Sunday, September 6, 2009

Where Else But Staten Island?!

Today Hatzolah of Staten Island had its second annual Family Day. There's a local public school with a humongous play yard. They get the use, not only of the play yard but of streets surrounding the school, which are blocked off. They brought in every kind of kiddie ride and climbing construction, but they also had Uncle Moishey and three other live performances. They also had mini exhibitions--like a science teacher doing all kinds of kid friendly demonstrations about fire safety for one. And then there was the food. Barbeque and salads and fruits and drinks and deserts. One admission gives you all day access. (Yeah, and you got a Hatzolah t-shirt and fabric back pack just for paying the entrance fee.)

The place was packed all day. Why not? There was something for everyone there. Lots and lots of people from outside of Staten Island were there. A chance for the family to have fun while supporting a worthwhile tzedaka. All the food and rides--everything that was provided--were donated to Hatzolah, so the money charged for entry all went to Hatzolah.

We were sitting under one of the canopies erected to shade the eating areas when a person at our table made an interesting comment. She said that this couldn't happen in Brooklyn. We asked her to explain and she did. This was a mixed attendance program--males and females of all ages. The kids' activities were not segregated by sex. Little boys and girls waited in the same line to get on a ride. There weren't separate table areas for males and females. The food area didn't have separate sides for males and females. As people walked about they stopped to talk to others they knew, frequently introducing people who were with them; again, no separation. The funny thing, though, was that you had plenty of people there who had the Brooklyn "look." I guess if it takes place in Staten Island it's okay that it's mixed.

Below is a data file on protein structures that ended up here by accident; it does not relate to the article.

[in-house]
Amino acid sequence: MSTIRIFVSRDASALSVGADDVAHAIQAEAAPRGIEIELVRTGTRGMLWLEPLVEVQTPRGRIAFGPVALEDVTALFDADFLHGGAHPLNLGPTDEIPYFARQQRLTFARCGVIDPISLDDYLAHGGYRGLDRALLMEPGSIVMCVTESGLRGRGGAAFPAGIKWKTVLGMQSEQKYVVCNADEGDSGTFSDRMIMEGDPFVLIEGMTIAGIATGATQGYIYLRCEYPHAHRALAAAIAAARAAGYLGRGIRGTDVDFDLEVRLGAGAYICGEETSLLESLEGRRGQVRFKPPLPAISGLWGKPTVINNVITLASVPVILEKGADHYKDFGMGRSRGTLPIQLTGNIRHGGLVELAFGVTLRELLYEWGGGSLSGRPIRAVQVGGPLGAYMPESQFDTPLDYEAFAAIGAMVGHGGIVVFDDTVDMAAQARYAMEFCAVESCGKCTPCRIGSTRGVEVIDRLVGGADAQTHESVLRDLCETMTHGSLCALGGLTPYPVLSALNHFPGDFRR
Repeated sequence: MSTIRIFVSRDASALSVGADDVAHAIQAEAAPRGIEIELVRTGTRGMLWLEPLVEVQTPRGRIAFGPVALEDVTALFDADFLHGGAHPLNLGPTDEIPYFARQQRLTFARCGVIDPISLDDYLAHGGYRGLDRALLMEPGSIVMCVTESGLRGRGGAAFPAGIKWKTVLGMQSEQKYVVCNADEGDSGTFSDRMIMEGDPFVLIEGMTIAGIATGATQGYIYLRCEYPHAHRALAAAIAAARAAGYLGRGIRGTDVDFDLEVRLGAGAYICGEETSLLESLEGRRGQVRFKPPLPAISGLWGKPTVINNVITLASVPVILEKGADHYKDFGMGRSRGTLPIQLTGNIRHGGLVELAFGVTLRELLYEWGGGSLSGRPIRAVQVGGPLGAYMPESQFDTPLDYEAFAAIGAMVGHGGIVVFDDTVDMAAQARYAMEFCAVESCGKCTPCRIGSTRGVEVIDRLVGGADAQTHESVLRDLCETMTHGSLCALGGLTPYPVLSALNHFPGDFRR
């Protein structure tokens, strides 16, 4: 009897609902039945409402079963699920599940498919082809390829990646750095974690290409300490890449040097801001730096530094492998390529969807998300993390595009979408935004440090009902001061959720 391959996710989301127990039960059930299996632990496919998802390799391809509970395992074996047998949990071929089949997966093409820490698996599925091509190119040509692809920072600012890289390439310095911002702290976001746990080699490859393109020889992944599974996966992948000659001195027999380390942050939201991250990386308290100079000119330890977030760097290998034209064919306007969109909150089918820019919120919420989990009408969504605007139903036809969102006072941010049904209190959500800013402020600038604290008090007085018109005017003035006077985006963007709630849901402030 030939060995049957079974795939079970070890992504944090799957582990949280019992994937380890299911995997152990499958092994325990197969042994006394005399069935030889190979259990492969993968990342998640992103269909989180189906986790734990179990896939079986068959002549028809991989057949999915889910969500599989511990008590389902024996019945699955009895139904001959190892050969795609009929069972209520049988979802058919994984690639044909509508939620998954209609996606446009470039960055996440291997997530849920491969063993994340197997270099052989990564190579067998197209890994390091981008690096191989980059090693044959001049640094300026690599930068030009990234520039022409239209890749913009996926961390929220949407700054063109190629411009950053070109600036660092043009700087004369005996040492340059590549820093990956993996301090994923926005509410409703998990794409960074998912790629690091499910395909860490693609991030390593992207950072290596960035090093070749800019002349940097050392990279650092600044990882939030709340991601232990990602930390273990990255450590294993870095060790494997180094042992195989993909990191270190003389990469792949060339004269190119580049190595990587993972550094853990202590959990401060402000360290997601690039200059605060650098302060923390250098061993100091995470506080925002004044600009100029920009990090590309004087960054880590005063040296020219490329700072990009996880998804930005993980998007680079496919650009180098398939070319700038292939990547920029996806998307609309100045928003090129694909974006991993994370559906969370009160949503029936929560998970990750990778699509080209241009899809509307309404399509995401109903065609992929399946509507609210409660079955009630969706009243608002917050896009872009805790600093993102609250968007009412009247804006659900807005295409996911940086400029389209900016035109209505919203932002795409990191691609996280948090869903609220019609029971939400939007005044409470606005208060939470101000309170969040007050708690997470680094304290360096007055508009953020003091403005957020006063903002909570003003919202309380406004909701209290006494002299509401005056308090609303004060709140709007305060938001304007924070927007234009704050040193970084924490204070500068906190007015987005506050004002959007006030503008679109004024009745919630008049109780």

Strange thing though. There was someone at the other end of the table we were sitting at who had overheard the comments. She piped up that she was from Brooklyn. Her husband didn't come with her and the kids because it was kind of iffy for him because of the mixed sexes, but he had no problem with his wife taking the kids and having a good time. Especially since they could use the "teretz" that it was a tzedaka gathering. She didn't bring her 9-year-old son though. He is already old enough to "feel uncomfortable" (her words) in such a mixed environment.

Really, truly, I'm beginning to think that you should need a passport and visa when crossing over the Verrazano Bridge. Brooklyn and SI so do not occupy space in the same universe.


Tuvi said...

Wish you would have posted the info on this last week. Sounds like something we would have enjoyed doing with the kids.

proudmommy0f4 said...

Hey, Uncle Moishy's a busy guy - he was also in West Orange for the "Jewish Renaissance Fair". Which was, being on the correct side of the Hudson, I suppose, also a mixed event :-)

Anonymous said...

At least sanity still reigns in SI - perhaps because its almost 'out of town'!!!
In my view, if an event like that had been made separate, then attendance should become optional at best.

G6 said...

Who puts these ideas in the heads of NINE year old boys?!?!
Messing with their minds that way and introducing thoughts that their brains are certainly not even developed enough to have on their own, borders on child abuse.

Temmy said...

We were there in SI yesterday and it was a great day with the kids. Very organized and lots to do. My sil from Brooklyn decided not to come and join us. and yeah she mentioned that she didn't think her kids schools would approve of the mixed activities. Her loss. But then she doesn't think we should be living in Jersey either.

observer said...

I don't know what planet the person who made that comment lives on, but I've seen such events in BP. Of course, they tend to be MUCH smaller, because of space constraints, and they do tend to be geared for younger children, mostly for that reason as well. But, this happens almost every Chol Hamoed, in BP.